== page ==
Complaint under section 8(1)(a) of the Broadcasting Act 1989
One News – statement prior to commercial break referred to volcano eruption and tsunami threat – allegedly misleading and inaccurate
Standard 5 (accuracy) and guideline 5b – statement would not have misled or alarmed viewers – not upheld
This headnote does not form part of the decision.
 Prior to a commercial break during One News, beginning at 6pm on 2 March 2007, presenter Simon Dallow said:
Just ahead this news hour, a volcano eruption sparks fears of tsunami.
 Following the commercial break, One News reported that a volcanic eruption on the island of Stromboli, off the Sicilian coast, had “sparked a warning that it could trigger a tsunami similar to the one that caused widespread damage five years ago”.
 Donald McDonald made a formal complaint about the item to Television New Zealand Ltd, the broadcaster, alleging that the presenter’s initial remark about a volcano eruption had breached the accuracy standard. In the complainant’s view, this introduction was misleading and irresponsible as it did not inform viewers that the tsunami threat was not in New Zealand. Mr McDonald submitted that the statement would have caused fear and alarm.
 TVNZ assessed the complaint under Standard 5 and guidelines 5a and 5b of the Free-to-Air Television Code of Broadcasting Practice, which provide:
News, current affairs and other factual programmes must be truthful and accurate on points of fact, and be impartial and objective at all times.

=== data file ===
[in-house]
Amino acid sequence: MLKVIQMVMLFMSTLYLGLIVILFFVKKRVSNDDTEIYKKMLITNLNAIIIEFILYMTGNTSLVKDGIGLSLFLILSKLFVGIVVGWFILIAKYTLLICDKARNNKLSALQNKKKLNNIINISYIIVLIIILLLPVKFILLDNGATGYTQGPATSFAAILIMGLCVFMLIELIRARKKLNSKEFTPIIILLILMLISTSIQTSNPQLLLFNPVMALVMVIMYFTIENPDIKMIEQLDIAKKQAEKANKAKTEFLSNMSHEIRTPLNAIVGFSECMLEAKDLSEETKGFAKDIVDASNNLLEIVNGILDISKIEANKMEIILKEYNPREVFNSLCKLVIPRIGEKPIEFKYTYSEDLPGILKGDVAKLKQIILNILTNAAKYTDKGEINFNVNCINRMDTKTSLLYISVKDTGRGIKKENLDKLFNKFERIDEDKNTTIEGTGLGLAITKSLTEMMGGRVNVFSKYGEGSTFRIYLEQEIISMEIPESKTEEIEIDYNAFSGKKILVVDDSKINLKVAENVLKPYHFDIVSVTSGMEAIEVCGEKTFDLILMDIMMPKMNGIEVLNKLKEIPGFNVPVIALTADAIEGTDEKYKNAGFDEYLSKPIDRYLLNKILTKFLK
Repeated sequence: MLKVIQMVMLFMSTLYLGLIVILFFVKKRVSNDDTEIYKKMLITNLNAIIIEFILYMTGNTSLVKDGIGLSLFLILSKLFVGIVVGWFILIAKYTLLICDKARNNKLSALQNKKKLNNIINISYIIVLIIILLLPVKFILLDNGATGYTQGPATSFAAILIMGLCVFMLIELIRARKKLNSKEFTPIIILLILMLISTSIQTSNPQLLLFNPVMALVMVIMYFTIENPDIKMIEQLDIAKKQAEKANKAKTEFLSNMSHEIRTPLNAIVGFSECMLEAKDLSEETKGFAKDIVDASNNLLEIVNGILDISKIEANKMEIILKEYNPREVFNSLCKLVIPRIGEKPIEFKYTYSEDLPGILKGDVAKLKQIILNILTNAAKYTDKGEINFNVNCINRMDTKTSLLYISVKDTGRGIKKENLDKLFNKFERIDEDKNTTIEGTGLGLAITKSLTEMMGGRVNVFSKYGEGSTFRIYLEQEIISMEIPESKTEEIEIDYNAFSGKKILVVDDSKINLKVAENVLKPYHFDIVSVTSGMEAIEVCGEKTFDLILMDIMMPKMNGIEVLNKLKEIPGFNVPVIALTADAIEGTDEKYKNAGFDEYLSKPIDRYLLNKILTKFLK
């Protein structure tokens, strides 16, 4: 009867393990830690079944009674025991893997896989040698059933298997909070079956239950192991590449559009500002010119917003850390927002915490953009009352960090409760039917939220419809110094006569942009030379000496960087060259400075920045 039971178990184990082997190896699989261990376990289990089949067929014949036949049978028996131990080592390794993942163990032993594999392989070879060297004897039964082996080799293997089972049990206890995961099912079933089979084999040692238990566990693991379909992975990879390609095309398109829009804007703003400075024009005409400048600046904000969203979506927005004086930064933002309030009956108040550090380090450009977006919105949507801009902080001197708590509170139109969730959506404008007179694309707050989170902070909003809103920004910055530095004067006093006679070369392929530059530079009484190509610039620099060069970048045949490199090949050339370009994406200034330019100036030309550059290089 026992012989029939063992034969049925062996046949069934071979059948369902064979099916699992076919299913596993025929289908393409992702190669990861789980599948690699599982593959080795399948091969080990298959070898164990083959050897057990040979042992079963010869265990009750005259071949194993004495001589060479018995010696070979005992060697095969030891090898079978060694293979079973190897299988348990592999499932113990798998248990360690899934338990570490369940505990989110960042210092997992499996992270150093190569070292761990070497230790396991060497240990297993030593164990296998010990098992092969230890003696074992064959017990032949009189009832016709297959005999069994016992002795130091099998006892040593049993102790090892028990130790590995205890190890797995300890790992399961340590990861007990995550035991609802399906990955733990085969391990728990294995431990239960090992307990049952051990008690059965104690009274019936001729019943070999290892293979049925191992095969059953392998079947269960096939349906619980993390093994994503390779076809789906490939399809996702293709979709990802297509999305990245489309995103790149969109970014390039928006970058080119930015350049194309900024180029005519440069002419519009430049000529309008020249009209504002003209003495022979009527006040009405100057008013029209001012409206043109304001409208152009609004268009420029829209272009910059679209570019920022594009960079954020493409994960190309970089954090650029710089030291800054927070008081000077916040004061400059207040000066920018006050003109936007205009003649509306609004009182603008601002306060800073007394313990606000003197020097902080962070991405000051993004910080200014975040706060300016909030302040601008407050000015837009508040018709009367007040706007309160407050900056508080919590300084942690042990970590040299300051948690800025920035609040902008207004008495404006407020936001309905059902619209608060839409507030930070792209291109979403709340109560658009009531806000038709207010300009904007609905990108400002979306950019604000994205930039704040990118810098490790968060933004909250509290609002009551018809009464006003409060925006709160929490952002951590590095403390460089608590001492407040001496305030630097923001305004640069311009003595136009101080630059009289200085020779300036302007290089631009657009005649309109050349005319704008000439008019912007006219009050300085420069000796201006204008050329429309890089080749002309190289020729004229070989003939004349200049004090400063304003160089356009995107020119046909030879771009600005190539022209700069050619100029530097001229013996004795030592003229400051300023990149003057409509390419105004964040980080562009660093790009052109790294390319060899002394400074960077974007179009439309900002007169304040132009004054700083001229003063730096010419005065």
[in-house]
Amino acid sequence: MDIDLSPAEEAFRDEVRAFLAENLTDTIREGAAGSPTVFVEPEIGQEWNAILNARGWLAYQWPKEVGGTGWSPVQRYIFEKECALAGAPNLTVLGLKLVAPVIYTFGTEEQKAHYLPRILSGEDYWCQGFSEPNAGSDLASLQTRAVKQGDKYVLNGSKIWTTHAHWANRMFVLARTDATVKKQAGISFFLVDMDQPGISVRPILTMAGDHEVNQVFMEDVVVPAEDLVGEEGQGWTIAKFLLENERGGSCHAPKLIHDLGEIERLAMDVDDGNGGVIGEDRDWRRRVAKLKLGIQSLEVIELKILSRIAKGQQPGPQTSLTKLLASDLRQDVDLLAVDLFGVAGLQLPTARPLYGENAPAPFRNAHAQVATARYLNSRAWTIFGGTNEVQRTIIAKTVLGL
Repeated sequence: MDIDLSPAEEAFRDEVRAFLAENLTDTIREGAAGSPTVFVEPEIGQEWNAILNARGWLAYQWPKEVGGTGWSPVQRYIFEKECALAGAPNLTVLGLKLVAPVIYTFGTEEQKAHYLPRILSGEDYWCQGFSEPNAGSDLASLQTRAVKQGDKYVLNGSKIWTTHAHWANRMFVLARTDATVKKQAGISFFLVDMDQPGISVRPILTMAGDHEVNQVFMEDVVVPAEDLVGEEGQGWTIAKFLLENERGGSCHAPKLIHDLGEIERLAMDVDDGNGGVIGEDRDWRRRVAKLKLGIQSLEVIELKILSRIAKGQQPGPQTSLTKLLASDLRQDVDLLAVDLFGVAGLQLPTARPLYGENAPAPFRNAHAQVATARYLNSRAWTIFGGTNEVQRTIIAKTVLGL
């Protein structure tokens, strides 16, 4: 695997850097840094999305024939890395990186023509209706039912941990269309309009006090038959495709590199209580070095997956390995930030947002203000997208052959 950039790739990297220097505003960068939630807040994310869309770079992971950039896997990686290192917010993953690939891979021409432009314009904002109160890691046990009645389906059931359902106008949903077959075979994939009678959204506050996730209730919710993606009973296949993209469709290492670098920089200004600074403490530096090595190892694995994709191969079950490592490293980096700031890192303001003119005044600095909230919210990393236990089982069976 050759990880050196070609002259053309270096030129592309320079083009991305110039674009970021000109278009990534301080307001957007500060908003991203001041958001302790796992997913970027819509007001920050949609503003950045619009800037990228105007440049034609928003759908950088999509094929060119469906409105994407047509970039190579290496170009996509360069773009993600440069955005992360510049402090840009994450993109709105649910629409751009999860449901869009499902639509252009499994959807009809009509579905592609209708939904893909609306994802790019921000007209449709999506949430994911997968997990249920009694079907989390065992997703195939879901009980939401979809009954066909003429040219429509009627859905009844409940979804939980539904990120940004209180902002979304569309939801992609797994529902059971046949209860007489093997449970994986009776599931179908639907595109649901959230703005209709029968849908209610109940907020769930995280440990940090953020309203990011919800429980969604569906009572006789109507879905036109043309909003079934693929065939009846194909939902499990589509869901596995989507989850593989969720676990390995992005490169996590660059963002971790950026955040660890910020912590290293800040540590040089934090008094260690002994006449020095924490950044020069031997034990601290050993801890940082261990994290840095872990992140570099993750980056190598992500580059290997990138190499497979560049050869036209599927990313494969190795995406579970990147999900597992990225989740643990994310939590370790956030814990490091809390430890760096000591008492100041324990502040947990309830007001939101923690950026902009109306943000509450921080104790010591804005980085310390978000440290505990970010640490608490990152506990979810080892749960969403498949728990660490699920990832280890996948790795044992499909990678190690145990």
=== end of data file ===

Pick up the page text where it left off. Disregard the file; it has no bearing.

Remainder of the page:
5a Significant errors of fact should be corrected at the earliest opportunity.
5b Broadcasters should refrain from broadcasting material which is misleading or unnecessarily alarms viewers.
 TVNZ contended that the placement of the item on One News should have made it clear that the tsunami threat was not to New Zealand. Surely, it wrote, the story would have appeared somewhat higher up the bulletin if that were the case. The broadcaster stated that it was satisfied that the information provided was accurate, and was supported by the item itself when it appeared after the commercial break. The headline was not misleading, it said, because its placement halfway through the news programme indicated that there was no threat to New Zealand or its people.
 TVNZ declined to uphold the complaint under Standard 5 (accuracy).
 Dissatisfied with TVNZ’s decision, Mr McDonald referred his complaint to the Authority under s.8(1)(a) of the Broadcasting Act 1989. He reiterated his view that the presenter’s statement would have provoked unnecessary fear and alarm in viewers. Mr McDonald submitted that the statement should have contained the location of the volcano.
 The members of the Authority have viewed a recording of the broadcast complained about and have read the correspondence listed in the Appendix. The Authority determines the complaint without a formal hearing.
 In the Authority’s view, the presenter’s statement that a volcano eruption had sparked fears of a tsunami would not have misled or unnecessarily alarmed viewers (guideline 5b). It agrees with TVNZ that the placement of the item made it apparent that the volcanic eruption was not a local event. If there was any doubt, the news item was then presented immediately after the commercial break, and it specified that the events had occurred off the Sicilian coast.
 In the Authority’s view, TVNZ did not mislead or unnecessarily alarm viewers in breach of Standard 5. Accordingly, it declines to uphold the complaint.
For the above reasons the Authority declines to uphold the complaint.
Signed for and on behalf of the Authority
27 June 2007
The following correspondence was received and considered by the Authority when it determined this complaint:
1 Donald McDonald’s formal complaint – 29 March 2007
2 TVNZ’s decision on the formal complaint – 11 April 2007
3 Mr McDonald’s referral to the Authority – 20 April 2007
4 TVNZ’s response to the Authority – 24 April 2007